England called off Wednesday's football friendly against the Netherlands because of concerns about player safety amid the wave of rioting and looting across London.

The decision by the Football Association was taken Tuesday after the Metropolitan Police struggled to contain a third night of unrest in the British capital.

"There were certain concerns about the protection of players on both sides with the travel in coaches," said FA chairman David Bernstein, who added he believed this is the first time an England match has been canceled due to such circumstances.

"We have to put safety and security matters first. I am very sad indeed. This is the only thing we could have done."

London's police force has struggled to contain the spiraling violence across the city, but they are preparing to have 16,000 officers on the streets to stop the violence.

"We do not need the additional burden of a crowd of 80,000 people on our streets tomorrow night," a police statement said. "Every officer on duty must be deployed to protect life, our communities and properties."

About 70,000 tickets had already been sold for the match in the north London, which was abandoned before the Dutch team flew to England on Tuesday morning.

"We will remain in the Netherlands," Dutch football association spokeswoman Monique Kessel said. "It's a shame."

The cost of the tickets will be refunded, said Bernstein, who added that any losses could be regained by rearranging the match for next year.

"Money is not the issue. There are much more important issues," he said. "We will look at money and insurance issues further down the way."

The England squad watched Bernstein address the media at the team hotel north of London. England team managing director Adrian Bevington said, who sat alongside Bernstein at the news conference, spoke for the team.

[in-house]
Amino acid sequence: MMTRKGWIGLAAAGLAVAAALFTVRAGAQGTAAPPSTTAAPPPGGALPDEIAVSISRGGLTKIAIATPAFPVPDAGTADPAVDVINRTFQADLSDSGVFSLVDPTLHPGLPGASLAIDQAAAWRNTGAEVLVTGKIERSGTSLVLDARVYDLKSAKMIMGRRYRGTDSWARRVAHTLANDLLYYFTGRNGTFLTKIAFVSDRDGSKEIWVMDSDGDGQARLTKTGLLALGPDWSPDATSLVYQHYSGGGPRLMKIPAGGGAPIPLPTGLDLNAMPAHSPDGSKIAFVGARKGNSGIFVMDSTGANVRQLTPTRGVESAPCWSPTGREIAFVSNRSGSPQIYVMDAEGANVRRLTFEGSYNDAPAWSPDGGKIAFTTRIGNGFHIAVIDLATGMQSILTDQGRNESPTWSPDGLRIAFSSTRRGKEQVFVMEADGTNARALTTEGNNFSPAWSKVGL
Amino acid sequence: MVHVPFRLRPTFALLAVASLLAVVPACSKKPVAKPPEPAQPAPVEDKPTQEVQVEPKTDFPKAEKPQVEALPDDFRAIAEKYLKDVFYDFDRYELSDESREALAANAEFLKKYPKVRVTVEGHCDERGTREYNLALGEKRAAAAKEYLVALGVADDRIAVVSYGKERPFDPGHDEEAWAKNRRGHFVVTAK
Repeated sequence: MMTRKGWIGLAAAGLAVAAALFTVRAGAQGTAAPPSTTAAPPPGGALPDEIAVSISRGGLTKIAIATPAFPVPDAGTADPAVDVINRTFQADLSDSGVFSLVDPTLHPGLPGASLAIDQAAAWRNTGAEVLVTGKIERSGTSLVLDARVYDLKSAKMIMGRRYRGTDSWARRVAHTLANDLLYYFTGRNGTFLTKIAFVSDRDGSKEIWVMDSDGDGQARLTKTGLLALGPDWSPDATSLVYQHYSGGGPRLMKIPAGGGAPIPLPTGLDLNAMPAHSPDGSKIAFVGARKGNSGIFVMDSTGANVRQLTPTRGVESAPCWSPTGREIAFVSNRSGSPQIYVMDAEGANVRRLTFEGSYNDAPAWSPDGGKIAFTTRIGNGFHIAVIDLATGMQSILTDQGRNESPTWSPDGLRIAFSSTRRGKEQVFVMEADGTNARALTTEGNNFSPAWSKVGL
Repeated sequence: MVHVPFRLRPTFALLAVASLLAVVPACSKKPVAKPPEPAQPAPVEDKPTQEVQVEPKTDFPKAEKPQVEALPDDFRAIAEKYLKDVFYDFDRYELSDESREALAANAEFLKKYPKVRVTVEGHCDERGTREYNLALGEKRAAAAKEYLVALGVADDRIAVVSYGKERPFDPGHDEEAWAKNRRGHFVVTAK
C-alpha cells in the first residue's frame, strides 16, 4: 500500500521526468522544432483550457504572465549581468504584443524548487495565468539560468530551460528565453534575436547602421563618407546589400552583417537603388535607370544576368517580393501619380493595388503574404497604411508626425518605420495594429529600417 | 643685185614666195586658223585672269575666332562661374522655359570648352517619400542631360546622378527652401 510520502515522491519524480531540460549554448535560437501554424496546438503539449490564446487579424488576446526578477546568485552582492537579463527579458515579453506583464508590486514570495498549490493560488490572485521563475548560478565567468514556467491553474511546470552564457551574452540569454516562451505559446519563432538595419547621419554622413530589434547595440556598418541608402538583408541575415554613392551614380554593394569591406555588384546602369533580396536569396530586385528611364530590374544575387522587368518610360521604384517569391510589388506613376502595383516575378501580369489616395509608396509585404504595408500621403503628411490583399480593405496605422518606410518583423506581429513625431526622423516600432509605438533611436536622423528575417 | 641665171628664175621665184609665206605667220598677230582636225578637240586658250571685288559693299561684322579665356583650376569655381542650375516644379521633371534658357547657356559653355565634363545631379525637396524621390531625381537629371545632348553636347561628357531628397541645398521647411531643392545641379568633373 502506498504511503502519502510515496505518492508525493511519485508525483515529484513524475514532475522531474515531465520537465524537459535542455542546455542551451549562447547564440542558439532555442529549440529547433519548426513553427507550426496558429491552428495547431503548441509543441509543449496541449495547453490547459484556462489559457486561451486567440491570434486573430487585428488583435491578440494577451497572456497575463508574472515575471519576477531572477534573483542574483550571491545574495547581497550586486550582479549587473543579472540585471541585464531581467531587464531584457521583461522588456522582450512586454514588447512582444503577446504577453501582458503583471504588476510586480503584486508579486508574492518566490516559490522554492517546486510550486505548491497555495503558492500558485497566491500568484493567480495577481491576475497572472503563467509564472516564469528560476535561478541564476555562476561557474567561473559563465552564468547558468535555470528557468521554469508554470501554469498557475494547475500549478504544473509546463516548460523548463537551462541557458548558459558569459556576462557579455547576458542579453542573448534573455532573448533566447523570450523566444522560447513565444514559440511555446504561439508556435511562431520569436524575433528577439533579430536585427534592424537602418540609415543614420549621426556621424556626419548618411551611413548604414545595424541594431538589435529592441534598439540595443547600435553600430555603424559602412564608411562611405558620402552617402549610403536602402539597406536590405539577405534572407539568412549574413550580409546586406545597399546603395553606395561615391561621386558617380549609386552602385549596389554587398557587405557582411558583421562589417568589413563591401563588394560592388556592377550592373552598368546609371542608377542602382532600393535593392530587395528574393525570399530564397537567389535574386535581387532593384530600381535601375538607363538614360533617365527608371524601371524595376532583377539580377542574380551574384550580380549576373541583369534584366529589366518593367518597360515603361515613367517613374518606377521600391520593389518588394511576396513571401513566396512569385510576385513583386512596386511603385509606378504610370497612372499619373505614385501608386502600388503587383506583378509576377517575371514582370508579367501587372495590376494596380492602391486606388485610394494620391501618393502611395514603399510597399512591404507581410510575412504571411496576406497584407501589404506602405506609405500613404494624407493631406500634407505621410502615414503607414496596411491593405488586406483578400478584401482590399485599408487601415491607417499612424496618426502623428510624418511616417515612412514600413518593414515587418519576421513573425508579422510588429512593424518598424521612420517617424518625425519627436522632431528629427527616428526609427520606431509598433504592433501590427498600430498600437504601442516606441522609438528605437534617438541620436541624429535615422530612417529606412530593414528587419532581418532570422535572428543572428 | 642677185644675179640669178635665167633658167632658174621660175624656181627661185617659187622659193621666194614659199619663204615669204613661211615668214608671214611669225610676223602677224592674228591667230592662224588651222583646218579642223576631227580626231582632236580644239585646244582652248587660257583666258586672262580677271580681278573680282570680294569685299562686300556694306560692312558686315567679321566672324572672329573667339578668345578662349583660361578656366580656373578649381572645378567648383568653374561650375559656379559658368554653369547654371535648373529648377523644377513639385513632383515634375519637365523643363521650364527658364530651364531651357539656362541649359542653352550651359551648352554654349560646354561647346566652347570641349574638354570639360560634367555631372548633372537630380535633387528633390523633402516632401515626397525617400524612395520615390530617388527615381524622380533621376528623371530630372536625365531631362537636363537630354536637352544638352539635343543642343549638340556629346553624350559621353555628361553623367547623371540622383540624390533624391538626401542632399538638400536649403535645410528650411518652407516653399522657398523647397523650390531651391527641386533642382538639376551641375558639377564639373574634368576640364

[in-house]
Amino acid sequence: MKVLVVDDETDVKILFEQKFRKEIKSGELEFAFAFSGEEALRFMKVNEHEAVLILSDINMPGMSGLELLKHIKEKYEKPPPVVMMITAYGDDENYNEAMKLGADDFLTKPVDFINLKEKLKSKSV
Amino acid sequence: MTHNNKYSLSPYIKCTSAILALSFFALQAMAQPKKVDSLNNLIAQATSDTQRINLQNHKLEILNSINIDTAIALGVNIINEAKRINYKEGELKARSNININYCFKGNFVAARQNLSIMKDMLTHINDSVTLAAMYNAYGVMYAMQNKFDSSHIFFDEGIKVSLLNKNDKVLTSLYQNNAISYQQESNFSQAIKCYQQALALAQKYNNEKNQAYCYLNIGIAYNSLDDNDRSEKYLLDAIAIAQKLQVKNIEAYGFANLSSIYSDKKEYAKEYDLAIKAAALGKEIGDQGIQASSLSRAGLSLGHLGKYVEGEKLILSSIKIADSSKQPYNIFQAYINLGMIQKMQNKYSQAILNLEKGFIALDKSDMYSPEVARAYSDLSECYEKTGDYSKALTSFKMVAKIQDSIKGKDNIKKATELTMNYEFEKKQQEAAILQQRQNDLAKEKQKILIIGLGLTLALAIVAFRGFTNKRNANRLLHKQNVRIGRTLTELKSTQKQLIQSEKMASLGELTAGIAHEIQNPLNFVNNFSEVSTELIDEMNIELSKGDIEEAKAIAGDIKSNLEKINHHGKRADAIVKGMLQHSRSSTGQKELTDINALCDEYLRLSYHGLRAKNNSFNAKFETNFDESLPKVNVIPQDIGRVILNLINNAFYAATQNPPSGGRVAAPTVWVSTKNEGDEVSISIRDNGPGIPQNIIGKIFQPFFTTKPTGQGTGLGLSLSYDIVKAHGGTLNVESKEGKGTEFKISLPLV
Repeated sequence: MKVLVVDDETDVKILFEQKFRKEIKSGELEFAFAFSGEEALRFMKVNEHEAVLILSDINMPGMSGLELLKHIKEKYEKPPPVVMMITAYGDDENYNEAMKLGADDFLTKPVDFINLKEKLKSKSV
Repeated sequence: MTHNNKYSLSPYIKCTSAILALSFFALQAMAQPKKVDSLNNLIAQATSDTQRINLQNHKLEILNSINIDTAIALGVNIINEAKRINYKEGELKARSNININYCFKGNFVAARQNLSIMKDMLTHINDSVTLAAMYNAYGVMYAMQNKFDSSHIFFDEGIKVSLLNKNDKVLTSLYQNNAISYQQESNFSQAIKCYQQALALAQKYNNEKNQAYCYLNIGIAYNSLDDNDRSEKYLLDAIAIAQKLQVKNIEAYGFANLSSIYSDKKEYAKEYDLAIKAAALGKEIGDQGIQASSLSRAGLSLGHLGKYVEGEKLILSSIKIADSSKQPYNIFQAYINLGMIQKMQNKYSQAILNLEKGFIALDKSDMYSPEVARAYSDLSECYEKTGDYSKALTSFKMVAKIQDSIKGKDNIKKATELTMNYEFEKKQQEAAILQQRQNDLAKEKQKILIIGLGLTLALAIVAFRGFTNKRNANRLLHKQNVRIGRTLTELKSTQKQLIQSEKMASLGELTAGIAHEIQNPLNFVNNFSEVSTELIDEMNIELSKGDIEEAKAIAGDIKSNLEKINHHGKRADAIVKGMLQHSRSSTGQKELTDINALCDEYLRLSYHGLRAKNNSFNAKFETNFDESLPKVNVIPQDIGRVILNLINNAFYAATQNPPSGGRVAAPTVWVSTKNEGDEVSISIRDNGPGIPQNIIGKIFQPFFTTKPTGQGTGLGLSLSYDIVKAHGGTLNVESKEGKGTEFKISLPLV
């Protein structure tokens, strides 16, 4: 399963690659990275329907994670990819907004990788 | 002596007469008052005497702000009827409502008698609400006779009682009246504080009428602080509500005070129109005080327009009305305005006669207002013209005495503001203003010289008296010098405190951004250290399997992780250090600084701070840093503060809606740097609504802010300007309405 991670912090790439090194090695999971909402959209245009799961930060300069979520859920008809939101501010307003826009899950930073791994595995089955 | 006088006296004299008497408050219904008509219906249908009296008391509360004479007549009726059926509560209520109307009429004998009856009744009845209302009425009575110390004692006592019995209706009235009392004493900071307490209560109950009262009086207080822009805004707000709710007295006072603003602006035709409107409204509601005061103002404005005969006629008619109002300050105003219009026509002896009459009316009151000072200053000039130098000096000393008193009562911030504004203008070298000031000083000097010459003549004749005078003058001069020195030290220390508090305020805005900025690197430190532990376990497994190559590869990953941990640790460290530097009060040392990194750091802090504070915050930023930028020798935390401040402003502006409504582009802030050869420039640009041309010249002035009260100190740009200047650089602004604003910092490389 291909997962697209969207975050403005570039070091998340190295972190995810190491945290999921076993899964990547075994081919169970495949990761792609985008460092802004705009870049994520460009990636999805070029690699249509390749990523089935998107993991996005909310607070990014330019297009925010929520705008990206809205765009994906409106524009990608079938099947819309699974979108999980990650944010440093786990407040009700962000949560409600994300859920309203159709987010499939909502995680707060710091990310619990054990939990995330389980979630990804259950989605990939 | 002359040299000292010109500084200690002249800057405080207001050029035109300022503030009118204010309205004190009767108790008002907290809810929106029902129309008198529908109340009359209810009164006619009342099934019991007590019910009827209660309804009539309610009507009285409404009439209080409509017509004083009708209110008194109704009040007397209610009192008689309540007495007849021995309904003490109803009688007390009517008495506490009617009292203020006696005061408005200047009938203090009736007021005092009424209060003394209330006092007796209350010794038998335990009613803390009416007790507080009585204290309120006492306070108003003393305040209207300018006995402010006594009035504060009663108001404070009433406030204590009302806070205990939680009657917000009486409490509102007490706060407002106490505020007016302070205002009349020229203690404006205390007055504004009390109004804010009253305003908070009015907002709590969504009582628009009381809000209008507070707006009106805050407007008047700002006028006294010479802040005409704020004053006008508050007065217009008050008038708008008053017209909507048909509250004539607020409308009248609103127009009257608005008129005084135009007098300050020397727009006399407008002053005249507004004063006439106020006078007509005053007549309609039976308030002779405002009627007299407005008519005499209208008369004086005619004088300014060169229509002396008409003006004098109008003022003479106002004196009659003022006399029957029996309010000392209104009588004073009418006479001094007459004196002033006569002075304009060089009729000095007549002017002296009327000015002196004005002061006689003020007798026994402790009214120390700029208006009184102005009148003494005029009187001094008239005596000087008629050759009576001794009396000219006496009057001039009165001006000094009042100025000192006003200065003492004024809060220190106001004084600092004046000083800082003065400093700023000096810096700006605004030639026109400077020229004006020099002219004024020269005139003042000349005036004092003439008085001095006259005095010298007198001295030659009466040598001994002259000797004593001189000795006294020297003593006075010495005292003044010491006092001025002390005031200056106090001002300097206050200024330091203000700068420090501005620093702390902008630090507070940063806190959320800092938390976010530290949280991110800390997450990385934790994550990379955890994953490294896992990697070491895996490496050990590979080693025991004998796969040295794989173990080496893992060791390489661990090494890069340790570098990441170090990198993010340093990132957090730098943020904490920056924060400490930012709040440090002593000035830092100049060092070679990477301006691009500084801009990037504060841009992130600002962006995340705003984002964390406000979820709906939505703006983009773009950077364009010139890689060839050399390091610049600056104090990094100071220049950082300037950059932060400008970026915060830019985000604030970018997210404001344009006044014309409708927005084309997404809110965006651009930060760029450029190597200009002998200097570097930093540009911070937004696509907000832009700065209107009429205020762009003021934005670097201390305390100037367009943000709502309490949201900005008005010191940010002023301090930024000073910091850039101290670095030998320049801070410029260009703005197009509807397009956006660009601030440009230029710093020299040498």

"On behalf of the squad we would like to say that we are disappointed that tomorrow's game will be called off, but obviously we understand the reasons behind the decision and we support it," Bevington said. "We've all seen the terrible pictures on the television and the most important thing at this time is the safety of the fans and the general public.

"At this time the whole squad would like to appeal for calm and an end to the disorder which has been ongoing."

Groups of young people rampaged for a third straight night in London on Monday, setting buildings, vehicles and garbage dumps alight, looting stores and pelting police officers with bottles and fireworks.

In the Peckham district of south London where England defender Rio Ferdinand grew up, a building was set ablaze along with a bus -- which was not carrying passengers. Onlookers described the scene as resembling a conflict zone.

"Who wants to see a game of football when our country is in turmoil," Ferdinand wrote on Twitter while watching the violence unfold on television at the England team hotel.

Ferdinand also described the escalating violence as "madness" and questioned whether soldiers should be put on the streets.

"I can't tell the youths exactly what to do but stealing tv's + trainers+burning innocent peoples houses+shops aint solving nothing at all," Ferdinand wrote.

England teammate Wayne Rooney appealed for an end to the violence.

"These riots are nuts why would people do this to there (sic) own country. Own city," the striker wrote on Twitter. "This is embarrassing for our country. Stop please."

Netherlands forward Rafael van der Vaart also expressed his sadness.

"Too bad the game against England has been canceled...was looking forward to it, Wembley," the Tottenham player tweeted. "Terrible for London what's happening there now."

The violence first broke out late Saturday around Tottenham, a low-income district in north London where outraged protesters demonstrated against the fatal police shooting of man who was gunned down in disputed circumstances on Thursday.

Tottenham's football club is now working to make sure that its Premier League opener against Everton on Saturday can go still go ahead despite damage to a ticket office at White Hart Lane.
Four League Cup matches scheduled for Tuesday have already been called off. West Ham, which was due to host Aldershot, said police told the east London club that "all major public events in London were to be rearranged.

In south London, Charlton's match against Reading and Crystal Palace's fixture against Crawley were also postponed.

The clashes with police also spread beyond London for the first time on Monday night, leading to Bristol City's League Cup match against Swindon being called off.